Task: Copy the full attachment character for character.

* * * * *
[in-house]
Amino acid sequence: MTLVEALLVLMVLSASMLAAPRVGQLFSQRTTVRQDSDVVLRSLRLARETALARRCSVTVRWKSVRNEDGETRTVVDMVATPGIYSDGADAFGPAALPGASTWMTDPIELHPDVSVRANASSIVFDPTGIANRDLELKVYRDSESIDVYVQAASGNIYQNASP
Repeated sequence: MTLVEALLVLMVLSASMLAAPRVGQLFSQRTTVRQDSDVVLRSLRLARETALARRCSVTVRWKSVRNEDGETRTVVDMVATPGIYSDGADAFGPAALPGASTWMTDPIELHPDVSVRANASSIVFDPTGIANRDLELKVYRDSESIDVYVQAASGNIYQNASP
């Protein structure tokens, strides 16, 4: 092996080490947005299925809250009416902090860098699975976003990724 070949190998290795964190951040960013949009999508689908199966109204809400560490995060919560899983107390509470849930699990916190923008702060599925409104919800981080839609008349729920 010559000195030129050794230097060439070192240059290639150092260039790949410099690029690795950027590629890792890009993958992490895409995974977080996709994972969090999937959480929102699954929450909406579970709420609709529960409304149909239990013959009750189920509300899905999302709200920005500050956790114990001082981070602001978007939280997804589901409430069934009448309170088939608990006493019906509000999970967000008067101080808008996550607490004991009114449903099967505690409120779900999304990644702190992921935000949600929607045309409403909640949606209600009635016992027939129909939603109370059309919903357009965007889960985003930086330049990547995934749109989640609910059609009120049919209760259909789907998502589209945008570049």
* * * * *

[in-house]
Amino acid sequence: MTLVEALLVLMVLSASMLAAPRVGQLFSQRTTVRQDSDVVLRSLRLARETALARRCSVTVRWKSVRNEDGETRTVVDMVATPGIYSDGADAFGPAALPGASTWMTDPIELHPDVSVRANASSIVFDPTGIANRDLELKVYRDSESIDVYVQAASGNIYQNASP
Repeated sequence: MTLVEALLVLMVLSASMLAAPRVGQLFSQRTTVRQDSDVVLRSLRLARETALARRCSVTVRWKSVRNEDGETRTVVDMVATPGIYSDGADAFGPAALPGASTWMTDPIELHPDVSVRANASSIVFDPTGIANRDLELKVYRDSESIDVYVQAASGNIYQNASP
């Protein structure tokens, strides 16, 4: 092996080490947005299925809250009416902090860098699975976003990724 070949190998290795964190951040960013949009999508689908199966109204809400560490995060919560899983107390509470849930699990916190923008702060599925409104919800981080839609008349729920 010559000195030129050794230097060439070192240059290639150092260039790949410099690029690795950027590629890792890009993958992490895409995974977080996709994972969090999937959480929102699954929450909406579970709420609709529960409304149909239990013959009750189920509300899905999302709200920005500050956790114990001082981070602001978007939280997804589901409430069934009448309170088939608990006493019906509000999970967000008067101080808008996550607490004991009114449903099967505690409120779900999304990644702190992921935000949600929607045309409403909640949606209600009635016992027939129909939603109370059309919903357009965007889960985003930086330049990547995934749109989640609910059609009120049919209760259909789907998502589209945008570049």